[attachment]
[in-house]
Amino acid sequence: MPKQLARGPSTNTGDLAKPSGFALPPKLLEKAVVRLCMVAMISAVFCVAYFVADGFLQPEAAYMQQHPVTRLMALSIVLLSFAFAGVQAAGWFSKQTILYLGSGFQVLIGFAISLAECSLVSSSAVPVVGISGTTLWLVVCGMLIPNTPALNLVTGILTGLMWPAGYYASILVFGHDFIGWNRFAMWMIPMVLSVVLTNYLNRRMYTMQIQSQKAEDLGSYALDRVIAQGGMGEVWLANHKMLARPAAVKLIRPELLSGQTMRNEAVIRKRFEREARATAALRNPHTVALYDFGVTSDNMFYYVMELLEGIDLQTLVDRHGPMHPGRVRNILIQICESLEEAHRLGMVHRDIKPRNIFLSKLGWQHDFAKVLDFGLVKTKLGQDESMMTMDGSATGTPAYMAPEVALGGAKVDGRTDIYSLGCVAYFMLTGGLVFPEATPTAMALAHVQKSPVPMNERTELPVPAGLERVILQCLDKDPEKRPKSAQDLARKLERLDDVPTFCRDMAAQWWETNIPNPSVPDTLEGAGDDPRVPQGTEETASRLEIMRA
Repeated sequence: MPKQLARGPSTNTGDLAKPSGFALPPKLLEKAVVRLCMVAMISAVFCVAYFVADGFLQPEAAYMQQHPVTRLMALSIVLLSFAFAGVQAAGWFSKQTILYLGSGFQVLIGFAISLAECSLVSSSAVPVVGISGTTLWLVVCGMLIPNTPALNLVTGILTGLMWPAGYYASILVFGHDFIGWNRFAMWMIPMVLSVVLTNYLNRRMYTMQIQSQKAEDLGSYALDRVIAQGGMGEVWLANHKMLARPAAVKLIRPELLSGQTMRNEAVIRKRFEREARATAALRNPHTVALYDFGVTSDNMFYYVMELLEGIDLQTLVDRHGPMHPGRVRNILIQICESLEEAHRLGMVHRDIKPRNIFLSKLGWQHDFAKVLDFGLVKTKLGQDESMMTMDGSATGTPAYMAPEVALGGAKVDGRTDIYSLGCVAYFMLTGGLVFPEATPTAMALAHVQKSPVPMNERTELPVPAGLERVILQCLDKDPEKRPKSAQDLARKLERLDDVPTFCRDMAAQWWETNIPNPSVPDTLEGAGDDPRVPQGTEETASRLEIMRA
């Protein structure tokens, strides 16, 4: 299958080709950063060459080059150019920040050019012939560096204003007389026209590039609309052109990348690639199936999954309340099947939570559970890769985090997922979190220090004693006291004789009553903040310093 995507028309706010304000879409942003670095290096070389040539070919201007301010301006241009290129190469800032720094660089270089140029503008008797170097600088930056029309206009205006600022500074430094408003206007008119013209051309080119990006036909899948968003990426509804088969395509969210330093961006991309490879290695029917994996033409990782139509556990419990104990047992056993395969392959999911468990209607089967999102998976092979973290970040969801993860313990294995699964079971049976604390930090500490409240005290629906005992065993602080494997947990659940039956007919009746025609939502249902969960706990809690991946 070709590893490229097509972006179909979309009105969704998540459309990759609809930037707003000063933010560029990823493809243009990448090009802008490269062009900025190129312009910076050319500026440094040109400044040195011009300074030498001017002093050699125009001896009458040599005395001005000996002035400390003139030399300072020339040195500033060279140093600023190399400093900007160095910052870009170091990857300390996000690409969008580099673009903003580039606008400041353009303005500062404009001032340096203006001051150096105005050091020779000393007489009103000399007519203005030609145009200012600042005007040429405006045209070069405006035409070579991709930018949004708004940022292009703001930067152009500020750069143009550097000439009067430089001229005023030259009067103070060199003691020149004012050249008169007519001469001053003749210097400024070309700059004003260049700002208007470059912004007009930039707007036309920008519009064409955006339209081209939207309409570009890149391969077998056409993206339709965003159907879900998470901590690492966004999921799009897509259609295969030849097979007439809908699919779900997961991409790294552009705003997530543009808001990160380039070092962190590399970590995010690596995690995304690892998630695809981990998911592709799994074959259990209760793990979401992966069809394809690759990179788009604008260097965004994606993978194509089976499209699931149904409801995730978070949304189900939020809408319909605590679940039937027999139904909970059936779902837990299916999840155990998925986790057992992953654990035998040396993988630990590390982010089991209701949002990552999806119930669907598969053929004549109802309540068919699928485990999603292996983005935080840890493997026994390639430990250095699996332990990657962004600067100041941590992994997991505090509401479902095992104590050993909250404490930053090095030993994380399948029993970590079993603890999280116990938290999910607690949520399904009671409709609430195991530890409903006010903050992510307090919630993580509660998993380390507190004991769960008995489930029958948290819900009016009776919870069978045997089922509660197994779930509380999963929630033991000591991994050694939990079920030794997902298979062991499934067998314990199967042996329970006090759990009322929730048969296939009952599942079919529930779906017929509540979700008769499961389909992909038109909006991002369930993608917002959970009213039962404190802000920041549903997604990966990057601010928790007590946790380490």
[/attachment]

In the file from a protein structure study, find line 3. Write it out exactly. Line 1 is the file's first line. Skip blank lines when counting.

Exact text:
Repeated sequence: MPKQLARGPSTNTGDLAKPSGFALPPKLLEKAVVRLCMVAMISAVFCVAYFVADGFLQPEAAYMQQHPVTRLMALSIVLLSFAFAGVQAAGWFSKQTILYLGSGFQVLIGFAISLAECSLVSSSAVPVVGISGTTLWLVVCGMLIPNTPALNLVTGILTGLMWPAGYYASILVFGHDFIGWNRFAMWMIPMVLSVVLTNYLNRRMYTMQIQSQKAEDLGSYALDRVIAQGGMGEVWLANHKMLARPAAVKLIRPELLSGQTMRNEAVIRKRFEREARATAALRNPHTVALYDFGVTSDNMFYYVMELLEGIDLQTLVDRHGPMHPGRVRNILIQICESLEEAHRLGMVHRDIKPRNIFLSKLGWQHDFAKVLDFGLVKTKLGQDESMMTMDGSATGTPAYMAPEVALGGAKVDGRTDIYSLGCVAYFMLTGGLVFPEATPTAMALAHVQKSPVPMNERTELPVPAGLERVILQCLDKDPEKRPKSAQDLARKLERLDDVPTFCRDMAAQWWETNIPNPSVPDTLEGAGDDPRVPQGTEETASRLEIMRA